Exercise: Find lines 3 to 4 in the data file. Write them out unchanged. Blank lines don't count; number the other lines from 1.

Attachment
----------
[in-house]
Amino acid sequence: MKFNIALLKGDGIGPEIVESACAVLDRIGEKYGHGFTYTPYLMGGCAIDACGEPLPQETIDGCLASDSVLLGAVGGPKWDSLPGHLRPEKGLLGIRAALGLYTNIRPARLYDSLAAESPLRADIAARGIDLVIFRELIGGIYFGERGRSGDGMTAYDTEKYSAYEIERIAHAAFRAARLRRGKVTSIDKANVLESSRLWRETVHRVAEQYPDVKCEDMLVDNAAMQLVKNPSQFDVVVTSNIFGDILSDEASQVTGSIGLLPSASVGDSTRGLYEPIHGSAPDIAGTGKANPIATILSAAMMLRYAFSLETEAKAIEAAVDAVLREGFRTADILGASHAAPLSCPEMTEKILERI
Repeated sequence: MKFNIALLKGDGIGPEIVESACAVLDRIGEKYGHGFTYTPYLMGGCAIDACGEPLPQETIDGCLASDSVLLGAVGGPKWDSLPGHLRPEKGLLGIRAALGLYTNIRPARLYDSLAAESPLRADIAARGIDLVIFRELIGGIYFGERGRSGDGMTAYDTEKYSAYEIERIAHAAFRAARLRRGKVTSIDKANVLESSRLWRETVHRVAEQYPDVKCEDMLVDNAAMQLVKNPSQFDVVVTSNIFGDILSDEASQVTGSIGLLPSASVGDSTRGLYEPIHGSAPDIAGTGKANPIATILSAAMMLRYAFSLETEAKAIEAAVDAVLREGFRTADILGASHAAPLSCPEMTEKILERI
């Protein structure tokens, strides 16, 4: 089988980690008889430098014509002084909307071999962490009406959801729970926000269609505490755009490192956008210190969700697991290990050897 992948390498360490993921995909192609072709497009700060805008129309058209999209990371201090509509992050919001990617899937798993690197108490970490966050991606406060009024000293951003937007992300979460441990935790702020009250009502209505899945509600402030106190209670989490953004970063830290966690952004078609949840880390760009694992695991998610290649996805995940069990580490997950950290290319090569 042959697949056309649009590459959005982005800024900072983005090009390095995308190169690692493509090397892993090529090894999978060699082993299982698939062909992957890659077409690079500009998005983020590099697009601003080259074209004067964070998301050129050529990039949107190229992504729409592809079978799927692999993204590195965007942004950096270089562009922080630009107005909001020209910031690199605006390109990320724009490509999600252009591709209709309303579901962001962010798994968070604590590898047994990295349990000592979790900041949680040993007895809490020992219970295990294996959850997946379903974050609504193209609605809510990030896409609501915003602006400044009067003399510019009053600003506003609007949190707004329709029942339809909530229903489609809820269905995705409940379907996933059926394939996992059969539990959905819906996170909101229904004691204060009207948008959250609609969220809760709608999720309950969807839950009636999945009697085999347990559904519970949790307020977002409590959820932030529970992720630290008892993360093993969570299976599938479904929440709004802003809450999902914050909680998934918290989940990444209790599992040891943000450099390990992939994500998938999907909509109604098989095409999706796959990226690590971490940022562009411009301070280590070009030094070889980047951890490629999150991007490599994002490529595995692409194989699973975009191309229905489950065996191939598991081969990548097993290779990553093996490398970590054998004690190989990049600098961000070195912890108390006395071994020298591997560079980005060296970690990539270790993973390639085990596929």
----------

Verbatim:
Repeated sequence: MKFNIALLKGDGIGPEIVESACAVLDRIGEKYGHGFTYTPYLMGGCAIDACGEPLPQETIDGCLASDSVLLGAVGGPKWDSLPGHLRPEKGLLGIRAALGLYTNIRPARLYDSLAAESPLRADIAARGIDLVIFRELIGGIYFGERGRSGDGMTAYDTEKYSAYEIERIAHAAFRAARLRRGKVTSIDKANVLESSRLWRETVHRVAEQYPDVKCEDMLVDNAAMQLVKNPSQFDVVVTSNIFGDILSDEASQVTGSIGLLPSASVGDSTRGLYEPIHGSAPDIAGTGKANPIATILSAAMMLRYAFSLETEAKAIEAAVDAVLREGFRTADILGASHAAPLSCPEMTEKILERI
């Protein structure tokens, strides 16, 4: 089988980690008889430098014509002084909307071999962490009406959801729970926000269609505490755009490192956008210190969700697991290990050897 992948390498360490993921995909192609072709497009700060805008129309058209999209990371201090509509992050919001990617899937798993690197108490970490966050991606406060009024000293951003937007992300979460441990935790702020009250009502209505899945509600402030106190209670989490953004970063830290966690952004078609949840880390760009694992695991998610290649996805995940069990580490997950950290290319090569 042959697949056309649009590459959005982005800024900072983005090009390095995308190169690692493509090397892993090529090894999978060699082993299982698939062909992957890659077409690079500009998005983020590099697009601003080259074209004067964070998301050129050529990039949107190229992504729409592809079978799927692999993204590195965007942004950096270089562009922080630009107005909001020209910031690199605006390109990320724009490509999600252009591709209709309303579901962001962010798994968070604590590898047994990295349990000592979790900041949680040993007895809490020992219970295990294996959850997946379903974050609504193209609605809510990030896409609501915003602006400044009067003399510019009053600003506003609007949190707004329709029942339809909530229903489609809820269905995705409940379907996933059926394939996992059969539990959905819906996170909101229904004691204060009207948008959250609609969220809760709608999720309950969807839950009636999945009697085999347990559904519970949790307020977002409590959820932030529970992720630290008892993360093993969570299976599938479904929440709004802003809450999902914050909680998934918290989940990444209790599992040891943000450099390990992939994500998938999907909509109604098989095409999706796959990226690590971490940022562009411009301070280590070009030094070889980047951890490629999150991007490599994002490529595995692409194989699973975009191309229905489950065996191939598991081969990548097993290779990553093996490398970590054998004690190989990049600098961000070195912890108390006395071994020298591997560079980005060296970690990539270790993973390639085990596929």